Mistresses of Henry VIII

From Wikipedia, the free encyclopedia
Jump to navigation Jump to search

The Mistresses of Henry VIII allegedly included many notable women between 1509 and 1536. They have been the subject of biographies, novels and films.

Research[edit]

The first book published on this topic was Kelly Hart's The Mistresses of Henry VIII in 2009. After this and the publicity surrounding The Other Boleyn Girl by Philippa Gregory and the films based on the novel, there were several books published on the topic. The Other Boleyn Girl was a fictionalised account of Henry VIII's relationship with Mary Boleyn. In 2010, Mary Boleyn: The True Story of Henry VIII's Favourite Mistress by Josephine Wilkinson was published, and in 2012, Alison Weir published Mary Boleyn: 'The Great and Infamous Whore. In 2013, this was followed by Bessie Blount: Mistress to Henry VIII by Elizabeth Norton.

Confirmed mistresses of Henry VIII[edit]

In addition, Henry VIII was involved in a romantic relationship with three of his future wives before he married them. It is unclear if these relationships became sexual before marriage. He was involved with his second wife, Anne Boleyn, from around 1526, around the time he ended his relationship with her sister, Mary; Anne was also, at the time, maid-of-honour to his first wife, Catherine of Aragon. Anne was referred to by some as "the king's whore" or a "naughty paike [prostitute]".[4] Henry and Anne's daughter, Elizabeth I, was born (7 September 1533) almost eight months on from their marriage (25 January 1533).

From the beginning of 1536, while still married to Anne Boleyn, he was openly courting his wife's second cousin and maid-of-honour, Jane Seymour. In 1540, he began courting Catherine Howard, the maid-of-honour of his fourth spouse, Anne of Cleves. Catherine was a first cousin of Anne and Mary Boleyn.[5] It appears that his lust for mistresses did not abate as he reached middle age. During his marriage to Catherine Parr, his sixth wife, it was speculated that he would divorce her and look for a seventh wife.

Alleged mistresses[edit]

Other women he was linked to include:

  • Katherine Willoughby, the closest friend of his sixth wife and the widow of his brother-in-law and close friend Charles Brandon, 1st Duke of Suffolk. While Henry was said to have been interested in Katherine Willoughby, it was only after Suffolk's death, and there is no indication they ever spent any time together. Willoughby was considered suitable as wife number seven, though none of this was ever put directly to her.
  • Mary Fitzroy, Henry VIII's daughter-in-law, first cousin of Anne Boleyn[9] . This rumour was sparked when Lady Mary's father, the 3rd Duke of Norfolk, suggested his daughter as a wife to Henry in early 1538. Lady Mary's marriage to Henry Fitzroy was never consummated, making marriage possible. Lady Mary stubbornly never married anyone at the English court.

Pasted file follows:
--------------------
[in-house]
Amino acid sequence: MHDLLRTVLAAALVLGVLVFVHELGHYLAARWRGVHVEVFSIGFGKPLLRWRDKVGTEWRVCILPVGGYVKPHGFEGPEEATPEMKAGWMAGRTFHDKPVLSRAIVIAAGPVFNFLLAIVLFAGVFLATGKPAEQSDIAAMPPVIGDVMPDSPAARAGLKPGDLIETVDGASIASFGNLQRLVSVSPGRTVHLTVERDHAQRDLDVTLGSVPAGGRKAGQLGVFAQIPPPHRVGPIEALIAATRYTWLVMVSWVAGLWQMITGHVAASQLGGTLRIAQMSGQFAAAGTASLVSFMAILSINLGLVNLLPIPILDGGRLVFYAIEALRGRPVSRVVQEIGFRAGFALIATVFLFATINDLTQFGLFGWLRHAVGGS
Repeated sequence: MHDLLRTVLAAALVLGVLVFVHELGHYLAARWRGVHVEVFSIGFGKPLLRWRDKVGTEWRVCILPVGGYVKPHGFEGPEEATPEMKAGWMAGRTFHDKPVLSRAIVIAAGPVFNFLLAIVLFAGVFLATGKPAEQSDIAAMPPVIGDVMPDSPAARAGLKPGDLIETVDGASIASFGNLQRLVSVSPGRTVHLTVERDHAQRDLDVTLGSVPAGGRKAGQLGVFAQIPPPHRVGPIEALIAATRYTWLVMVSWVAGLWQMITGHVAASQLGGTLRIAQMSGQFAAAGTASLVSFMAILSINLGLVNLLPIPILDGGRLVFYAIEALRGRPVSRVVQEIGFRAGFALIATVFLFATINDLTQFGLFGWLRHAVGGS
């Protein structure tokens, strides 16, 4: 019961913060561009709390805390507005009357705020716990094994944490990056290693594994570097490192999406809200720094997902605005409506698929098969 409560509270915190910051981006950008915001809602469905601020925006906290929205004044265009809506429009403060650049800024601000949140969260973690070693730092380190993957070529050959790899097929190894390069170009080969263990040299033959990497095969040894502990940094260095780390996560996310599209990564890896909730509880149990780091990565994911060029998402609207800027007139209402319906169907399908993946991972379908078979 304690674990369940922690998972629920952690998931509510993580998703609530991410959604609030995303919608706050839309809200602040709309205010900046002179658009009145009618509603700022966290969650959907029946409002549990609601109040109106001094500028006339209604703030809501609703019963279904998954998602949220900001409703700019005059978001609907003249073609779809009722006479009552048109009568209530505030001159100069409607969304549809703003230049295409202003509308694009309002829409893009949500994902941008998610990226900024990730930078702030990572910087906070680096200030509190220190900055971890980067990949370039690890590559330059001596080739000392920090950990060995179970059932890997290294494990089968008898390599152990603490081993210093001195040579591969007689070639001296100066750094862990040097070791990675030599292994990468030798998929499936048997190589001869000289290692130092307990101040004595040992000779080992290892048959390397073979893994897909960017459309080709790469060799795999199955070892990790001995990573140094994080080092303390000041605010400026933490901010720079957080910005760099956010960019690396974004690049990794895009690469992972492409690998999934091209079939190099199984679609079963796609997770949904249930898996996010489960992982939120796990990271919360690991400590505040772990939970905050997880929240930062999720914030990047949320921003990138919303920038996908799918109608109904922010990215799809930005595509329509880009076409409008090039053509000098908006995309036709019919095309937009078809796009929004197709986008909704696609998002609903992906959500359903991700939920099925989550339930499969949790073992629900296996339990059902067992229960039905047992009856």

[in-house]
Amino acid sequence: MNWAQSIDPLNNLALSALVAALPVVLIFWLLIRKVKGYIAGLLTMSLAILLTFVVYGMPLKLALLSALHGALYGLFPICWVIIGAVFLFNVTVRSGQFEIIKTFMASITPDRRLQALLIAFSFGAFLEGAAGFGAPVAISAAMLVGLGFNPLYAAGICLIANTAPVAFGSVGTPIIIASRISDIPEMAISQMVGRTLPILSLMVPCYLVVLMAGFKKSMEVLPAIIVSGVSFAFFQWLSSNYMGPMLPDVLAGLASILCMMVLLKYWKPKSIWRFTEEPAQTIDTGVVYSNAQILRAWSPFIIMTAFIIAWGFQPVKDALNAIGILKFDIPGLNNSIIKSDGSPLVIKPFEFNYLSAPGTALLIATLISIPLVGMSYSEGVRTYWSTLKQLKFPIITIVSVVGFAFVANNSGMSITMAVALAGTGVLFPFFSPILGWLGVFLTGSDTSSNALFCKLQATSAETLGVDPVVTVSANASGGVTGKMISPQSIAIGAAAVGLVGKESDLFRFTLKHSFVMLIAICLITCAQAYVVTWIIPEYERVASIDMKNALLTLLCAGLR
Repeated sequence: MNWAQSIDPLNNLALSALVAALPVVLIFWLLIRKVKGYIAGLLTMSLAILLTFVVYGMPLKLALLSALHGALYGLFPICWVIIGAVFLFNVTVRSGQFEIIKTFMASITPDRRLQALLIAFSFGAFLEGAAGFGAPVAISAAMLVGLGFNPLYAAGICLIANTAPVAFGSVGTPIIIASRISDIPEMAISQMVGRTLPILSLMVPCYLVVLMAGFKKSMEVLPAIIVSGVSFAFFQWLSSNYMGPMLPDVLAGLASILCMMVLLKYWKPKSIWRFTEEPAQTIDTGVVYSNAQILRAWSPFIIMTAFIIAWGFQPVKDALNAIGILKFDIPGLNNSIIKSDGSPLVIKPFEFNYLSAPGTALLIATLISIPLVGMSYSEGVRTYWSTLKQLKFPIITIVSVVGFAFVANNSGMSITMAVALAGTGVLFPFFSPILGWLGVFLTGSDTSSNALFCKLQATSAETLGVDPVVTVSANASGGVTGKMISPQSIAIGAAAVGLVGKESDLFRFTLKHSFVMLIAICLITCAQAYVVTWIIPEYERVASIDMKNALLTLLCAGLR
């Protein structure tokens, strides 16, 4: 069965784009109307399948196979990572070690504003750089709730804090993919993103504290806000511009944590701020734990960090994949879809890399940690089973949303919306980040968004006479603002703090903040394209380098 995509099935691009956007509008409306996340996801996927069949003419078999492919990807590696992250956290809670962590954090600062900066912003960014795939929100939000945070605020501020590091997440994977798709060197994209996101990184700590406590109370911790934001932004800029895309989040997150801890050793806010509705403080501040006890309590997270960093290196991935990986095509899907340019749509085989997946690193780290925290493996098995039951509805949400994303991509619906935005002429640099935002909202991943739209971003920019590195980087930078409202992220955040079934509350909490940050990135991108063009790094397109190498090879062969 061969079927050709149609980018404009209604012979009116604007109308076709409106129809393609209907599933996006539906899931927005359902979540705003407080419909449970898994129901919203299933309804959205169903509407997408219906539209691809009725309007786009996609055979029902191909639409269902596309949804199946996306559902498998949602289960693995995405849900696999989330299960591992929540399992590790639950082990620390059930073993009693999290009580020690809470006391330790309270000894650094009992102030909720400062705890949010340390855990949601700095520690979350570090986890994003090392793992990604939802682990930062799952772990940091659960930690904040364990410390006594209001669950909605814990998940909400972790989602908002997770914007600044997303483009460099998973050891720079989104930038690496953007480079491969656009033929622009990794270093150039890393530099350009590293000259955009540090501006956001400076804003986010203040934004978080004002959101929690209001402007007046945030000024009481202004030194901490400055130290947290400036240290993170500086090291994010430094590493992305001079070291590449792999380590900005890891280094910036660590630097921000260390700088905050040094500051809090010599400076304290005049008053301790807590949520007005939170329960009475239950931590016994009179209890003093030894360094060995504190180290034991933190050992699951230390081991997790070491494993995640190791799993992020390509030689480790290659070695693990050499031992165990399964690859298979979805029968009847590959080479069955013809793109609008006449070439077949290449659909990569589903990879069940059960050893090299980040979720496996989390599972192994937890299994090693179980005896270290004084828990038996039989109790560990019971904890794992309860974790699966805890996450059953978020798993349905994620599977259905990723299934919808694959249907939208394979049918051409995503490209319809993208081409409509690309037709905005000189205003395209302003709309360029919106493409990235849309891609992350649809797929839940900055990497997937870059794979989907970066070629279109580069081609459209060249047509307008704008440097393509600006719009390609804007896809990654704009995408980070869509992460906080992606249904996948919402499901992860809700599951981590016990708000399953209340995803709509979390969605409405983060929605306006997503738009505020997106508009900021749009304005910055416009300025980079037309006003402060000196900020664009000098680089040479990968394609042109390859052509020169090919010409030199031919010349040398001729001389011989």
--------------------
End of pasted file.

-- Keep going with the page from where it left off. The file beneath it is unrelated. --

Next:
• Margaret Skipworth was rumoured to have had a brief affair with King Henry in 1538 before Henry quickly moved on to Lady Anne Bassett. Lady Margaret received a fine marriage and her husband was gifted money and a title by the king.
  • Jane Mewtas (nee Ashley or Astley), who housed Lady Anne Bassett in 1538 and 1539, is said to have had a fling affair with Henry, and likewise received payment and well wishes when the affair finished.
  • Elizabeth Amadas, a 'witch and prophetess', arrested for criticising Anne Boleyn's relationship with the King[10][11]

Those rumoured to have had his children:

  • Jane Pollard
  • Agnes Edwardes
  • Joan Dingley
  • Mary Berkeley

While there are rumours these common-born women had Henry's children, there is no proof they had any dealings with the King. But they were either gifted money, or left money in Henry's will, sparking rumours.

Fictional portrayals[edit]

On Mary Boleyn
  • The Other Boleyn Girl, book by Philippa Gregory, and film based on the book
  • The Last Boleyn, novel by Karen Harper (2006)
  • Mistress Boleyn - a Novel about Mary Boleyn by Charlotte St. George (2012)
On Jane Popincourt
  • The Pleasure Palace (Secrets of the Tudor Court) by Kate Emerson
On Mary Shelton
  • Major character in The Lady in the Tower by Jean Plaidy (2003)

See also[edit]

References[edit]

  1. ^ Beverley Murphy, 2004, The bastard prince: Henry VIII’s lost son, 172–174
  2. ^ Hart, Kelly (June 1, 2009). The Mistresses of Henry VIII (First ed.). The History Press. ISBN 0752448358.
  3. ^ Calendar of State Papers, Spanish, V, pt.2, p.126
  4. ^ Farquhar, Michael (2001). A Treasure of Royal Scandals, p.67. Penguin Books, New York. ISBN 0-7394-2025-9.
  5. ^ Hart, Kelly (June 1, 2009). The Mistresses of Henry VIII (First ed.). The History Press. ISBN 0752448358.
  6. ^ Young Henry: The Rise of Henry VIII Robert Hutchinson
  7. ^ Hart, Kelly (June 1, 2009). The Mistresses of Henry VIII (First ed.). The History Press. ISBN 0752448358.
  8. ^ Royal Marriage Secrets: Consorts & Concubines, Bigamists & Bastards, John Ashdown-Hill
  9. ^ Hart, Kelly (June 1, 2009). The Mistresses of Henry VIII (First ed.). The History Press. ISBN 0752448358.
  10. ^ Hart, Kelly (June 1, 2009). The Mistresses of Henry VIII (First ed.). The History Press. ISBN 0752448358.
  11. ^ Royal Marriage Secrets: Consorts & Concubines, Bigamists & Bastards, John Ashdown-Hill